Richard E. Cytowic M.D.

The Fallible Mind

Muscle Memory—It’s in Your Head, Not Your Limbs

Exercise can help you learn, but when you do it affects results.

Posted Aug 24, 2016

If only we could jack in our brains and download new knowledge and skills the way the Matrix films depict. But learning—whether historical facts, musical mastery, or athletic aptitude—takes effort and time. The long duration of childhood is surely evidence enough of that. So sorry, would-be Einsteins, there are no shortcuts.

But if accelerated learning is the stuff of myth and science fiction, than are there any tricks that actually can help us master new material? There are, and here are four of them.

Repetition is important whether it involves textbook study, mentally going over your notes, or physically perfecting your tennis swing. But it’s not as important as you think. You may have heard Malcolm Gladwell’s claim that it takes 10,000 hours of practice to master a given skill [1]. That’s the equivalent of 90 minutes a day for twenty years, an extraordinary burden of time that makes Gladwell’s simplistic popularization suspect.

Professor Anders Ericsson at Florida State University, on whose work Gladwell based his claim, actually stressed that it was the quality of practice that mattered rather than its quantity [2]. Repetition and rote drills have their place but are hardly the whole story.

Attention matters more than people assume, and what matters most is how you focus and deploy it. You’ll retain less by listening to a lecture or watching a demonstration than if you actively take notes. And numerous studies have shown greater retention when you take handwritten notes than when you try to type what the teacher says verbatim. The latter is essentially transcription, a passive mode of cognition qualitatively different from attentive listening.

National Training Laboratories, Bethel Maine
Rough retention rates from various forms of learning. We traditionally rely on low–yield methods at the expense of group study and feedback methods such as flashcards, practice out loud or in front of a mirror, or explaining it to a friend. As Einstein said, “If you can’t explain it to a six–year–old, you don’t understand it yourself.”
Source: National Training Laboratories, Bethel Maine

Transcription doesn’t take nearly as much brainpower as concentrating on the ideas you hear and deciding what to put down yourself. Students, including my own at George Washington University, typically worry that they’ll miss something during the time it takes to jot down the gist of what I just said. But I remind them that the goal isn’t to duplicate a lecture word-for-word but to take away its pertinent points. The act of deciding, quickly, together with the brain-hand coordination needed to write it down is what makes it stick.

An earlier column called “Sleep: The Clean-Up Crew of a Dirty Mind” explained how sleep reinforces long term learning [3]. Memory consolidation especially takes place during stages III and IV of slow-wave sleep. Here our brainwave frequencies shift down from the alpha rhythm of wakefulness (10-14/sec) to the slower theta (4-6/sec) and delta range (2-3/sec) [4]. These deepest and most restorative sleep stages occur only during the early part of the evening, which is why I tell students to go to bed early and get 7 to 8 hours. They actually undermine themselves by staying up late to cram. Far better to set an alarm and get up an hour early to study.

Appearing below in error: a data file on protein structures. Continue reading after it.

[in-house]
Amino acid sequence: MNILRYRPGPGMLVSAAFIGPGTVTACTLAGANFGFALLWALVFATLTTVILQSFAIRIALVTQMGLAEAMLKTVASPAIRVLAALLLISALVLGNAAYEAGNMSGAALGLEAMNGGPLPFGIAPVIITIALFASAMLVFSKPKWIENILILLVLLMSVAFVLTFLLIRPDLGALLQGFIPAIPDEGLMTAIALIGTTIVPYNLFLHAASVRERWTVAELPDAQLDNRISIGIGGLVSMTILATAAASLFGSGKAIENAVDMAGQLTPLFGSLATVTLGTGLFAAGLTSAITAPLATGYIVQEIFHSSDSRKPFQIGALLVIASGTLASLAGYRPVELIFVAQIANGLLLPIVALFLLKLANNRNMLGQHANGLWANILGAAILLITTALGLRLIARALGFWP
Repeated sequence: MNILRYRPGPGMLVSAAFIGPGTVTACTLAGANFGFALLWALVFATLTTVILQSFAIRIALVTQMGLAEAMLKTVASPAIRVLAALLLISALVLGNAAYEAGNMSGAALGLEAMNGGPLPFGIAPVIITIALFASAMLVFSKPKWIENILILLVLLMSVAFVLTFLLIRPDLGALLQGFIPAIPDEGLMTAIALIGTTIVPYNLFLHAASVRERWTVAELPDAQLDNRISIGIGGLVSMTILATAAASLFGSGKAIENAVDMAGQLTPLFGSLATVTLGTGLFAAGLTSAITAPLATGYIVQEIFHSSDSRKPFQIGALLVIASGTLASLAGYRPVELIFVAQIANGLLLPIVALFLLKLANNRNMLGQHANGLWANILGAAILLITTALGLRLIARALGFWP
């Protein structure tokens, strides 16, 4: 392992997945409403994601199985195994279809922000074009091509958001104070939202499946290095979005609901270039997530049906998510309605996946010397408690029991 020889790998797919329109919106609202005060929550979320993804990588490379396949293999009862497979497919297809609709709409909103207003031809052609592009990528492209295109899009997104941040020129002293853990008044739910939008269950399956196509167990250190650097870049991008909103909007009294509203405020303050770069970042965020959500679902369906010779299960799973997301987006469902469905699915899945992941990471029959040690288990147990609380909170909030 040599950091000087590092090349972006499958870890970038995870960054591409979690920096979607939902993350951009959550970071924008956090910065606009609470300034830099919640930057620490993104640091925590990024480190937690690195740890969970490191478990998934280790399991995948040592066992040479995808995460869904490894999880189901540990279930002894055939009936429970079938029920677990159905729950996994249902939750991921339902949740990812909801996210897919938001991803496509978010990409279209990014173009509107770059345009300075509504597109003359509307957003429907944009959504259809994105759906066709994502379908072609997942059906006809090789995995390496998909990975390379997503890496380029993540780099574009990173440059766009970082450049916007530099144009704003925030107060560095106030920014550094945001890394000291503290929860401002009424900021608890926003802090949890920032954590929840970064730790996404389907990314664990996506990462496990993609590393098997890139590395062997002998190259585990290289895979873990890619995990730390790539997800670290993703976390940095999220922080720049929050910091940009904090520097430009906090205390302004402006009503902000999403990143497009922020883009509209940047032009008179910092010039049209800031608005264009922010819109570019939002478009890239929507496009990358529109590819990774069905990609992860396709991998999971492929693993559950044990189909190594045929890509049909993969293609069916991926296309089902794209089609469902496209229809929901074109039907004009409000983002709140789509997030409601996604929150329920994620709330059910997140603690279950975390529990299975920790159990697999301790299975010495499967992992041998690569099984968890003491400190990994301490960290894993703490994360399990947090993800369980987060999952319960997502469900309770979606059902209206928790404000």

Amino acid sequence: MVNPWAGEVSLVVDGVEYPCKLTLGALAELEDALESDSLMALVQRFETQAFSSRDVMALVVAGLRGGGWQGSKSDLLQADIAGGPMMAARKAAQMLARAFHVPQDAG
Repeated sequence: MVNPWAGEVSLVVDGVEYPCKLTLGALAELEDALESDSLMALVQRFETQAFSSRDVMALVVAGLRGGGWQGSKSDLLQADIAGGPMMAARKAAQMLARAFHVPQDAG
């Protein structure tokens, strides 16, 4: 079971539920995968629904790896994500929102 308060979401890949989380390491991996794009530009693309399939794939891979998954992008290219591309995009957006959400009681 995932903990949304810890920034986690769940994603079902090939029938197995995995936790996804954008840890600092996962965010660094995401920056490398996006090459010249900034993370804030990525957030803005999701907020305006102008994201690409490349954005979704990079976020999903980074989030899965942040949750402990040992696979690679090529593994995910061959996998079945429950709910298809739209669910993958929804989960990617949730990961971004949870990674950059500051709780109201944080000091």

You’ve heard the term “muscle memory” used to describe how a once-difficult skill becomes second nature, as if physical repetition is the key. We struggle at first to master a musical piece, for example, but then conscious control increasingly drops out until we’re no longer playing individual notes but the overall piece. This is how style and artistry emerge. But the learning is not in your muscles—it’s in your head.

Appropriately timed exercise does appear to boost long-term learning by releasing modulatory chemicals without which newly encoded memories quickly decay. As reported in Current Biology, exercise performed 4 hours after a learning task, but not immediately after, improved the retention of picture-location associations. The improvement correlated with enhanced neural firing in the hippocampus, suggesting that well-timed exercise could be an effective intervention for learners of all kinds [5].

Keep repetition, attention, sleep, and exercise in mind. And remember that successful long-term learning depends not only on the context in which you encounter new material, but on what happens in the hours and days afterwards. My students can hit the school gym nearby or simply meander downtown. Washington, D.C., has splendid architecture and interesting public sculpture. But even the dullest-appearing location has enough to occupy you if you turn your attention to it.

The point is to turn it away from work. When you get the ruminating mind out of the way, learning will consolidate naturally.


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1.  Gladwell, M., Outliers : the story of success. 1st ed. 2008, New York: Little, Brown and Co. 309 p.

2.  Ericsson, K.A., R.T. Krampe, and C. Tesch-Römer, The role of deliberate practice in the acquisition of expert performance. Psychological review, 1993. 100(3): p. 363

3.  Cytowic, R.E., Sleep: The Clean-Up Crew of a Dirty Mind, in The Fallible Mind. Feb 19, 2014, Psychology Today.

4.  van Dongen, E.V., et al., Memory stabilization with targeted reactivation during human slow-wave sleep. Proceedings of the National Academy of Sciences, 2012. 109(26): p. 10575-10580

5.  van Dongen, E.V., et al., Physical Exercise Performed Four Hours after Learning Improves Memory Retention and Increases Hippocampal Pattern Similarity during Retrieval. Current Biology, 2016. 26(13): p. 1722-1727

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